Prices This Winter Could
Reach Highest in 13 Years
As if consumers today haven’t already worn out the carpet praying for fewer financial hurdles to jump, one more untimely challenge is looming as winter draws closer, still.
A nightmare of supply-chain snarls, tight labor markets, soaring demand, tight supply and surging natural gas prices has been brewing across global natural gas markets, and it is now fueling worries and forecasts in the U.S. about energy price hikes (the likes of which not seen since horizontal drilling and shale fracking in the oil and gas industry first began richly flooding the national market more than a decade ago).
Dirt-cheap gas prices became a fixture in the U.S. after the Great Recession in the late 2000s, but that era and its lower pricing trends have been gradually eroded by production contractions among producers in the nation’s largest oil and gas plays, and supplies that have been depleted by a series of weather events.
As a result of tighter supplies and increased U.S. export of fossil fuels elsewhere, industry analysts warn that this winter’s gas prices are likely to rise to levels experienced before new shale fracking technologies tilted the nation’s surplus fuel storage levels to an all-time high.
Since the bulk of Texas’ electric generation fleet is dependent on natural gas for power generation, natural gas prices have always served as a bellwether and a driver of costs within the electric market.
Fuel shortages abroad are already affecting domestic supply and prices, and those costs are expected to continue to creep higher as shorter supply and higher demand cross So far, natural gas prices have doubled this year and are expected to continue to rise, resulting in larger winter heating bills for consumers and higher costs for most electric utilities.
Beyond the new worries about energy costs, the old problems and costs stemming from the ERCOT market failures last February still exist despite legislative declarations that solutions were found, and that previous market ills had been corrected.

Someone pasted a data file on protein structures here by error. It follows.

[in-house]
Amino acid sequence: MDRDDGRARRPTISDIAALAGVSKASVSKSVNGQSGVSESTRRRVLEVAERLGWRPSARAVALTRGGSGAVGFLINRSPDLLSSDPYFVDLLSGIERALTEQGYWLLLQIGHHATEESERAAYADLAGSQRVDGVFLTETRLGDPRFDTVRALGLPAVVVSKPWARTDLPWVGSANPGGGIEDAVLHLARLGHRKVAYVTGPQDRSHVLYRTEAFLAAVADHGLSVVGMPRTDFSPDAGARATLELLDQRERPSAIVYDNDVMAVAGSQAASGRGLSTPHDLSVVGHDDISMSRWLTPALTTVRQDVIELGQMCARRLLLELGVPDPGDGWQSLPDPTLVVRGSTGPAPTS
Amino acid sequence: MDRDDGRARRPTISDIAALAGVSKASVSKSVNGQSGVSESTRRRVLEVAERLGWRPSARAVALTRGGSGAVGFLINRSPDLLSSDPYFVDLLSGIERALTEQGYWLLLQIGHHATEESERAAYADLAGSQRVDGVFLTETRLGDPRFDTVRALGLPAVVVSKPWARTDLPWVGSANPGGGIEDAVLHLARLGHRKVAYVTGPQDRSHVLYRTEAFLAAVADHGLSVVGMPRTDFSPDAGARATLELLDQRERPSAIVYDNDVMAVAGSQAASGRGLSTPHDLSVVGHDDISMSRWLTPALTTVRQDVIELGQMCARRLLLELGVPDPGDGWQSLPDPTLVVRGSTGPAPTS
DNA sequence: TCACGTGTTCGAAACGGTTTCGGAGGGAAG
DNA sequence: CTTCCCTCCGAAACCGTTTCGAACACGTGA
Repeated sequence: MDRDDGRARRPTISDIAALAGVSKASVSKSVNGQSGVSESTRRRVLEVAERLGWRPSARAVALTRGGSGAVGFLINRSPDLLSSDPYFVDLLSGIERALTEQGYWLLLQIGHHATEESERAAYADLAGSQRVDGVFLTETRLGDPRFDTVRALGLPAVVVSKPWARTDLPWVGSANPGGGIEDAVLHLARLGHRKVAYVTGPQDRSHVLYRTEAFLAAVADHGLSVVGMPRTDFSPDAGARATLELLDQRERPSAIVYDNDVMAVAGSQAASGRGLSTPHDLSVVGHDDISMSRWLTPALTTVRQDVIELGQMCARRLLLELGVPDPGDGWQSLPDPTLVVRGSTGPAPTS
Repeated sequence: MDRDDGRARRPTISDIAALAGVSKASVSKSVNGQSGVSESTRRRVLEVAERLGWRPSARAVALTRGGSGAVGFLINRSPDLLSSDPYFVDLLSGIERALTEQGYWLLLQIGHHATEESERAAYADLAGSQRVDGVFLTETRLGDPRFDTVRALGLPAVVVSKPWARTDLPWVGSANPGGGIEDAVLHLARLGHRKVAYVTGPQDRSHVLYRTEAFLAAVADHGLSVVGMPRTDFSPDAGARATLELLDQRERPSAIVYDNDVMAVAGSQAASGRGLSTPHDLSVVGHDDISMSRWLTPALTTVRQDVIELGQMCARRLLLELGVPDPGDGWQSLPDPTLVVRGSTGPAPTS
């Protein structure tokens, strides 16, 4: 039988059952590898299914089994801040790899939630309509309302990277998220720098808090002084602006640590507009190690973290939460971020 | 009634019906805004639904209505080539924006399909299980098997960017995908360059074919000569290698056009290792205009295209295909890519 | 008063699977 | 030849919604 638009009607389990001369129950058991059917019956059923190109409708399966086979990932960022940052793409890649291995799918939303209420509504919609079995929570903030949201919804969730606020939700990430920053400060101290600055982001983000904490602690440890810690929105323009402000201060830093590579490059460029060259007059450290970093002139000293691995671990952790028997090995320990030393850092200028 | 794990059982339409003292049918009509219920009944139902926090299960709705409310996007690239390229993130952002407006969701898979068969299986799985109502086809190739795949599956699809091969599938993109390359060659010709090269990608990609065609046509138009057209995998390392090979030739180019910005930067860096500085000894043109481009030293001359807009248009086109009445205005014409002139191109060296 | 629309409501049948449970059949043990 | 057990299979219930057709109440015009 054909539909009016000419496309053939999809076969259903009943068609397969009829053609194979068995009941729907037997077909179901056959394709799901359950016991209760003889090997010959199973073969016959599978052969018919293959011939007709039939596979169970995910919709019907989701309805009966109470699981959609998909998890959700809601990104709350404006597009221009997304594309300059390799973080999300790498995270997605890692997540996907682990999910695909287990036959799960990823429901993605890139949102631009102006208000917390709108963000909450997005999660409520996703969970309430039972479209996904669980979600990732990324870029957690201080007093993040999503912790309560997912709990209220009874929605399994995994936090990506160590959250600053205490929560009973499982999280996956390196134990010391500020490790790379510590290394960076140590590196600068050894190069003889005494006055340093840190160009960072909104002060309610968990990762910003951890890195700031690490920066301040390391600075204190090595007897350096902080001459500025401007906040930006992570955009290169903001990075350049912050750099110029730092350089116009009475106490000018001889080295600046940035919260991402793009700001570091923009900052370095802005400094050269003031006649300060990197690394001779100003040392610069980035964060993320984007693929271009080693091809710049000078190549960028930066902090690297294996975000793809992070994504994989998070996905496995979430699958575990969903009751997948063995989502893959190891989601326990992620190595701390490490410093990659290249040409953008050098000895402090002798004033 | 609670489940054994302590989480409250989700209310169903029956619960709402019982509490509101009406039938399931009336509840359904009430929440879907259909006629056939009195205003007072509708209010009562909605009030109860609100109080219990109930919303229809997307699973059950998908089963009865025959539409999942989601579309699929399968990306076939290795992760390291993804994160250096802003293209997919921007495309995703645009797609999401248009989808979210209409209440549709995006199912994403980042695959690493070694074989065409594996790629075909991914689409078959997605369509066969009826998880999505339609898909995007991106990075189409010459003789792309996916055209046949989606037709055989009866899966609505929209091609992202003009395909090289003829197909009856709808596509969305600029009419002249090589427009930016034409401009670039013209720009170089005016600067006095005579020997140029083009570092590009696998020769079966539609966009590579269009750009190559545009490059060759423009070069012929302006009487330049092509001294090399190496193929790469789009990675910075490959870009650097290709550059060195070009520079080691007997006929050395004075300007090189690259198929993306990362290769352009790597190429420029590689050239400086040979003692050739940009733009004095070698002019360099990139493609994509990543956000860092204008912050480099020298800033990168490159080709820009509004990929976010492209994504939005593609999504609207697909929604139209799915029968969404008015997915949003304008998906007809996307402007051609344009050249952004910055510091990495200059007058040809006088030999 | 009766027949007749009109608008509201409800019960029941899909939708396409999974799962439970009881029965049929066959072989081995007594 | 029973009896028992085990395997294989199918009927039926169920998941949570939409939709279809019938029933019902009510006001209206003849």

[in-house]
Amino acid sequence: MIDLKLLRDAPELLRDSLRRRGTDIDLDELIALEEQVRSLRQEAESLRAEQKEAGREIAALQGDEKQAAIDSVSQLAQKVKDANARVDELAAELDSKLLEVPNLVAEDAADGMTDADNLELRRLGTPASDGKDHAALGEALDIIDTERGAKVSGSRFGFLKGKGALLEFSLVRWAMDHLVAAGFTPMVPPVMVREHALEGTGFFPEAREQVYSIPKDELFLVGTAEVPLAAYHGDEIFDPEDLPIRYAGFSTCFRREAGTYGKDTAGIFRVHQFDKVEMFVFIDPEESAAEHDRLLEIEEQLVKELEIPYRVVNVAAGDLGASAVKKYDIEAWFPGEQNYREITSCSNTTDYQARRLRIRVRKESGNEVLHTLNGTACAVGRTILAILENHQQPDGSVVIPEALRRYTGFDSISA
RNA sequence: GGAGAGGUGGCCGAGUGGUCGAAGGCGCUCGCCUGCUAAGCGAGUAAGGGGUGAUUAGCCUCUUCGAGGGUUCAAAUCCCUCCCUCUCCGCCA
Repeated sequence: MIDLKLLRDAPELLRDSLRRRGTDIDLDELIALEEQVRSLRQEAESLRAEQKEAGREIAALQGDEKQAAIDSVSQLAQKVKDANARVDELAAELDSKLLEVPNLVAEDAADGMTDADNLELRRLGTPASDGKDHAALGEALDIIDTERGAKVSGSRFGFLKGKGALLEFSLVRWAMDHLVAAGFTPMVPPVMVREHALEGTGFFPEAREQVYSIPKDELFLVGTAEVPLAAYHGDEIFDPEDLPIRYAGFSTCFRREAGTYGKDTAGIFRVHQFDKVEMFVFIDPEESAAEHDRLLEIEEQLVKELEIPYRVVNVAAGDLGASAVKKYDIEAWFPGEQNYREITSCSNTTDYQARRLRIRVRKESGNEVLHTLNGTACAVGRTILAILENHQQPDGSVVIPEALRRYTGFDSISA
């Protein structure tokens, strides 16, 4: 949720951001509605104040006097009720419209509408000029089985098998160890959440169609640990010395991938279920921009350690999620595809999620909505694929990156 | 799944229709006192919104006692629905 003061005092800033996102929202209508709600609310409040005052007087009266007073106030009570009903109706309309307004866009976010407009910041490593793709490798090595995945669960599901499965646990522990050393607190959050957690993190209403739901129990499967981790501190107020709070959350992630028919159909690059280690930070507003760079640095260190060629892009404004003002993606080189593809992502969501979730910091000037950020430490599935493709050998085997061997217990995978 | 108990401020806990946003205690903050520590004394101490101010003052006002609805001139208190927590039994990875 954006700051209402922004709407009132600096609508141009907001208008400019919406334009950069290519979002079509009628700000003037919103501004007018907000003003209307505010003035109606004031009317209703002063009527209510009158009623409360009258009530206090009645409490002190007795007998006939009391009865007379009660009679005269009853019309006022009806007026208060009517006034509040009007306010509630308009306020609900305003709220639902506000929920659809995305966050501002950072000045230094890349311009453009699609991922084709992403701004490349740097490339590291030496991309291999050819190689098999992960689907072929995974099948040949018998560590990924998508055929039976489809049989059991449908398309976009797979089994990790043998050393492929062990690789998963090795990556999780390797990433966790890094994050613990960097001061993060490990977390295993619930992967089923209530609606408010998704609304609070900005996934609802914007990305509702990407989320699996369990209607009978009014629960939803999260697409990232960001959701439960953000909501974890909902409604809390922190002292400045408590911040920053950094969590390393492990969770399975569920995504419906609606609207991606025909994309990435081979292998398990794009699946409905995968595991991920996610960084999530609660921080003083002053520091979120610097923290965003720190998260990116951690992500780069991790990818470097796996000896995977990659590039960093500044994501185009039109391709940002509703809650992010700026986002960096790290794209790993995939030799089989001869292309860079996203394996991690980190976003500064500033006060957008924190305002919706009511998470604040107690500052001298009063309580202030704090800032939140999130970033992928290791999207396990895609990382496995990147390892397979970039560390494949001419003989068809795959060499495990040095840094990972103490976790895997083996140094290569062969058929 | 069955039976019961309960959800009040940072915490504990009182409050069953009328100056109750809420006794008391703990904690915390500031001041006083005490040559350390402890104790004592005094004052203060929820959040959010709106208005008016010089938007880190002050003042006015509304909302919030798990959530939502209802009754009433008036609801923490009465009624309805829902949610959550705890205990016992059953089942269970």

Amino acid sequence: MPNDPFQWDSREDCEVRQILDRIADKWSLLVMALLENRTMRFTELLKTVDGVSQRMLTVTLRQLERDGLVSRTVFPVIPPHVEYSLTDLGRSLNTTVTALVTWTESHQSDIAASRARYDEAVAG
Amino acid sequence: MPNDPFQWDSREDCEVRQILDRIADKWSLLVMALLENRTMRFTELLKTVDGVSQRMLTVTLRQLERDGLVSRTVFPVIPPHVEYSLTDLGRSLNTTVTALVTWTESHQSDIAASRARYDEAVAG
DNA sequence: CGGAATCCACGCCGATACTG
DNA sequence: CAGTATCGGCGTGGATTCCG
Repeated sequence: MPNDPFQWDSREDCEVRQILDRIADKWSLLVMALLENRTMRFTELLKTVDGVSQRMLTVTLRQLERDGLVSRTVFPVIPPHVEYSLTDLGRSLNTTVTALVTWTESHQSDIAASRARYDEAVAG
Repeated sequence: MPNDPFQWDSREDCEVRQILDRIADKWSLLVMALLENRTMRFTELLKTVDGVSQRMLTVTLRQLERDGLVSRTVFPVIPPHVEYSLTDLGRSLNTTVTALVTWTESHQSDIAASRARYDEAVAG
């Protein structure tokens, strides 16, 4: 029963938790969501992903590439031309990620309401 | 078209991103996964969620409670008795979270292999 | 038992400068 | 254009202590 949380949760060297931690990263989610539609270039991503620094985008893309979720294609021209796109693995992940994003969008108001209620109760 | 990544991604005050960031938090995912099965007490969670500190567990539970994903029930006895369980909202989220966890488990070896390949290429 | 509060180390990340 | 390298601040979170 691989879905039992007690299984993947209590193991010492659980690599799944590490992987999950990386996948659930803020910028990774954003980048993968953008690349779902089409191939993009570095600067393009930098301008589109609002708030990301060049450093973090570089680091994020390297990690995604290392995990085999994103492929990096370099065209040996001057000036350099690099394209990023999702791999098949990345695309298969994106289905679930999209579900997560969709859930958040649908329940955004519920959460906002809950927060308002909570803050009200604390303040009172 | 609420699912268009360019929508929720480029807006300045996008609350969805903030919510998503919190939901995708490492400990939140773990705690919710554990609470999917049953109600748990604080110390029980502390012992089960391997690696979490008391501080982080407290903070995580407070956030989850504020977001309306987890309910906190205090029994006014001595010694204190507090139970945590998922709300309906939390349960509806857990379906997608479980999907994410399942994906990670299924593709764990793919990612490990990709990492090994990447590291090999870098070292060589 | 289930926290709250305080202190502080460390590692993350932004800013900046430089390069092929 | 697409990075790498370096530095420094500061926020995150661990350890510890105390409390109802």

Most observers within the electric energy sector thus far view those imagined remedies as window dressings—inadequate and incapable of preventing another ill-fated energy crisis in the market anytime soon.
Just as a reminder of the impact of higher natural gas prices, in July and August of 2008, United’s average cost for electricity per kWh was as high as 12.8 cents (compared to this October’s all-in rate of 10.6 cents per kWh). Even with the higher gas prices impacting United’s cost of power at that time, United’s rate was actually one of the lowest (if not the lowest) when compared with all other retail electric providers across Texas at the time. This was at a time when natural gas prices peaked on July 1, 2008, at $13.28 per MMBtu.
That price seems shocking when compared to the average price for natural gas in 2020 of $2.03 per MMBtu. At this juncture, it is anyone’s guess how much the old economic rules of supply and demand will influence today’s natural gas prices. The industry has seen August’s price bump up to $4.10 and rates in September jumped up to over $5.50 per MMBtu on several days.
As a not-for-profit electric distribution cooperative, United passes its wholesale power costs through to its membership without markup. And while the cooperative has never had any control over those power costs, a variety of programs were developed that have for many years helped members better manage their energy usage—programs designed to aid members in wasting less energy and reducing monthly costs one day at a time.
So, to that point, hundreds of United members have learned through experience the old truism that an ounce of prevention is worth a pound of cure is still relevant. It’s never too late for members to take stock of their residential energy efficiency. No matter where power costs are, members shave costs by wasting less.
Heating systems account for the lion’s share of monthly residential energy usage. Even modern residential heating systems need check-ups and regularly changed filters for optimal performance, and United annually offers members a wide range of cost-saving Energy Innovation Rebates that can help members better afford preventative maintenance on HVAC systems, as well as other energy efficiency improvements in their homes.
Another benefit to members is free home energy audits. United’s free home energy audits have gained notoriety not only in detecting problems in residential energy envelopes (air infiltration, insulation etc.), but also in malfunctioning heating and cooling systems and other electric devices in member homes.
“One of the benefits of being a United member is that the cooperative is here to provide safe and reliable power to our members at the lowest cost possible,” Chief Administrative Officer Landy Bennett said. “While it is true that even a cooperative such as United must provide power at a rate that will ensure the cooperative can operate and maintain its distribution system for the long term…we are not here to serve distant investors. Our members are our investors,” he said.
“Back in 1998, this cooperative set up a program called Operation Roundup,” Bennett said. “That program was established to provide a way for ‘members to help members.’ That purpose has never been more evident after witnessing how this program reached out and helped more than 800 families facing many struggles experienced in the past year with COVID-19 impacts and economic hardships. We take comfort in knowing that this program will be there in the days ahead for our members as we prepare for the potential economic challenges that may be in our future.”